Sunday, 30 August 2015

The Great War Germans by PSC

This weekend I painted the first sprue of Germans from The Great War board game by Plastic Soldier Company. Each sprue contains enough figures to make four units of infantry (there are three sprues in the basic game, I got another three due to the 'Epic' bundle on Kickstarter). I textured their bases with PVA and sand and used Sidney Roundwood's guide to painting late war Germans for the basic colours. One thing I changed though was to use Grey-Green Vallejo paint for the tunics, trousers and puttees.

The figures painted well, but on closer inspection I noticed that there is a lack of detail that you normally get with PSC figures. However, these are supposed to be for a board game so I am not so fussed about it. Also included on the sprue is a Maxim Machine Gun and four crew. This makes up a single unit:

More support is available from the trench mortar, again with four crew.

And finally the last figure on the sprue is the bomber, he can be added to any infantry unit to make it stronger in the attack.

On each sprue you get 25 figures, which makes a total of 75 Germans in the basic set (or 150 for me...), a hefty amount of figures. It will take a while for me to finish painting the original set, but keep checking back for updates as I do. I apologise again for the rubbish pictures, I am still using my phone!

Wednesday, 26 August 2015

Second Blucher Base

I am really getting into the swing of painting 6mm now. I finished off my second base for Blücher, being Byng's 2nd Guard Brigade. During Waterloo these chaps defended Hougoumont, and defended it well. Sorry for the crap pictures, but the camera gave up the ghost in France the other week and these were taken on my phone.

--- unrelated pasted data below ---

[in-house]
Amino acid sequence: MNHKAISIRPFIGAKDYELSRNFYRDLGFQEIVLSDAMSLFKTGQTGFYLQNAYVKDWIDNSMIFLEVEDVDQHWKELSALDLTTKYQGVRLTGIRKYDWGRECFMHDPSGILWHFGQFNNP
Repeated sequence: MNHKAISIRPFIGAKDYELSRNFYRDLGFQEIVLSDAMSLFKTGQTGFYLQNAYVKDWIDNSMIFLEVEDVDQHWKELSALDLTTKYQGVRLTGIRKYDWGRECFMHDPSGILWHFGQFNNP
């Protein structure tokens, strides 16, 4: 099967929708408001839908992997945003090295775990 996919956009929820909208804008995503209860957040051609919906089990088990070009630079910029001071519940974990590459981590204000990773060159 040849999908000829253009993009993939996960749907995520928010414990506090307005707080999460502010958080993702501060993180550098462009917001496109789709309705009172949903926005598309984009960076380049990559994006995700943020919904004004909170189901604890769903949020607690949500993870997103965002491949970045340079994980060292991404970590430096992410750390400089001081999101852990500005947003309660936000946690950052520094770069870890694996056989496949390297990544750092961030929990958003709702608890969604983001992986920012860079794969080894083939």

The base is laid out similarly to the 1st Guards Brigade; skirmishers out front and Byng on his horse in the centre. I was also informed that the Guards carried their Regimental and King's colours on opposite sides to the rest of the army, so this reflected here (I haven't got around to changing 1st Guard Brigade's flags yet...)

So my slow burning Blucher project is taking shape, I have completed less than 1% of the cards in the 100 Days Campaign card set and the way things are going I won't be finished for about four years... Never mind, the best things come to those that wait. Anyway, here is the 1st British Division (Foot Guard) without it's artillery support:

Thanks for looking!

Wednesday, 19 August 2015

Excavations in Mametz Wood

Last week I spent a week excavating trenches in Mametz Wood, the large wood that was attacked by the 38th Welsh Division in July 1916. The wood was captured after two days of heavy fighting on the 10/11th and I was involved in a forthcoming BBC program about this battle. The following are a selection of pictures from the excavations. I don't want to pre-empt the program, so they are fairly vanilla, but may give you an idea of what goes into such a project!

On the way to the woods we stopped off at a church, the location of which I forget, to see some of the graffiti left by soldiers of the Great War, carved into the chalk walls.

The first trench we opened was a junction of two trenches, one running north to west, known as 'Strip Trench' on British trench maps. The other was an unidentified trench running east to west, so it was hoped that we would be able to work out it's function through excavation.

Working alongside men from Operation Nightingale the first soil was removed.

Meanwhile, treks through the wood revealed ordnance still apparent, such as this shell stuck in a tree:

All is not as it seems though, this was probably placed in the tree several years ago by a farmer and the tree then grew around it.

As we were working for TV show, the cameras were ever present. As was Gareth Thomas, the rugby star, who was also working on the program.

As work continued the shape of the trenches began to take form:

It appears that the unidentified trench was a communication/electricity cable trench, which ran east to west. Possibly for a command centre or artillery position.

Several strands of cable were still in evidence: